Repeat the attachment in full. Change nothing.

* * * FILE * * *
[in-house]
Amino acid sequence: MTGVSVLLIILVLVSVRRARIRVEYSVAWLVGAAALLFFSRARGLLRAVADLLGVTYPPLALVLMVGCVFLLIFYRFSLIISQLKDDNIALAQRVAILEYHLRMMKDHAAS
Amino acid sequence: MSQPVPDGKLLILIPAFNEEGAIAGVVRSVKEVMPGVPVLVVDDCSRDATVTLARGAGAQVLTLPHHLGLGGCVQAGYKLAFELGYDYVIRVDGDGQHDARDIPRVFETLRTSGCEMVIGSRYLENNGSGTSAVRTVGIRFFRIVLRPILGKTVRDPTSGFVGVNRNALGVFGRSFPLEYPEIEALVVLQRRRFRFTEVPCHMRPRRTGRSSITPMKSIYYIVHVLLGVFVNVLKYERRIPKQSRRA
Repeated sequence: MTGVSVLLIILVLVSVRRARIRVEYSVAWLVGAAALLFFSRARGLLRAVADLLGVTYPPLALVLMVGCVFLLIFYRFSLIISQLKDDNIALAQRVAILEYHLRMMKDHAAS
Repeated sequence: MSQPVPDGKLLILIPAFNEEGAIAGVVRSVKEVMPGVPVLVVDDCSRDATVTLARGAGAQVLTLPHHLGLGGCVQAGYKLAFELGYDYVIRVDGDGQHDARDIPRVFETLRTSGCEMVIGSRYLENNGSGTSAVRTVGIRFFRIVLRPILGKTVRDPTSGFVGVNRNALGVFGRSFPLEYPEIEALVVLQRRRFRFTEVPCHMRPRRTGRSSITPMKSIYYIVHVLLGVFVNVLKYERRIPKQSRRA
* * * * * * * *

[in-house]
Amino acid sequence: MTGVSVLLIILVLVSVRRARIRVEYSVAWLVGAAALLFFSRARGLLRAVADLLGVTYPPLALVLMVGCVFLLIFYRFSLIISQLKDDNIALAQRVAILEYHLRMMKDHAAS
Amino acid sequence: MSQPVPDGKLLILIPAFNEEGAIAGVVRSVKEVMPGVPVLVVDDCSRDATVTLARGAGAQVLTLPHHLGLGGCVQAGYKLAFELGYDYVIRVDGDGQHDARDIPRVFETLRTSGCEMVIGSRYLENNGSGTSAVRTVGIRFFRIVLRPILGKTVRDPTSGFVGVNRNALGVFGRSFPLEYPEIEALVVLQRRRFRFTEVPCHMRPRRTGRSSITPMKSIYYIVHVLLGVFVNVLKYERRIPKQSRRA
Repeated sequence: MTGVSVLLIILVLVSVRRARIRVEYSVAWLVGAAALLFFSRARGLLRAVADLLGVTYPPLALVLMVGCVFLLIFYRFSLIISQLKDDNIALAQRVAILEYHLRMMKDHAAS
Repeated sequence: MSQPVPDGKLLILIPAFNEEGAIAGVVRSVKEVMPGVPVLVVDDCSRDATVTLARGAGAQVLTLPHHLGLGGCVQAGYKLAFELGYDYVIRVDGDGQHDARDIPRVFETLRTSGCEMVIGSRYLENNGSGTSAVRTVGIRFFRIVLRPILGKTVRDPTSGFVGVNRNALGVFGRSFPLEYPEIEALVVLQRRRFRFTEVPCHMRPRRTGRSSITPMKSIYYIVHVLLGVFVNVLKYERRIPKQSRRA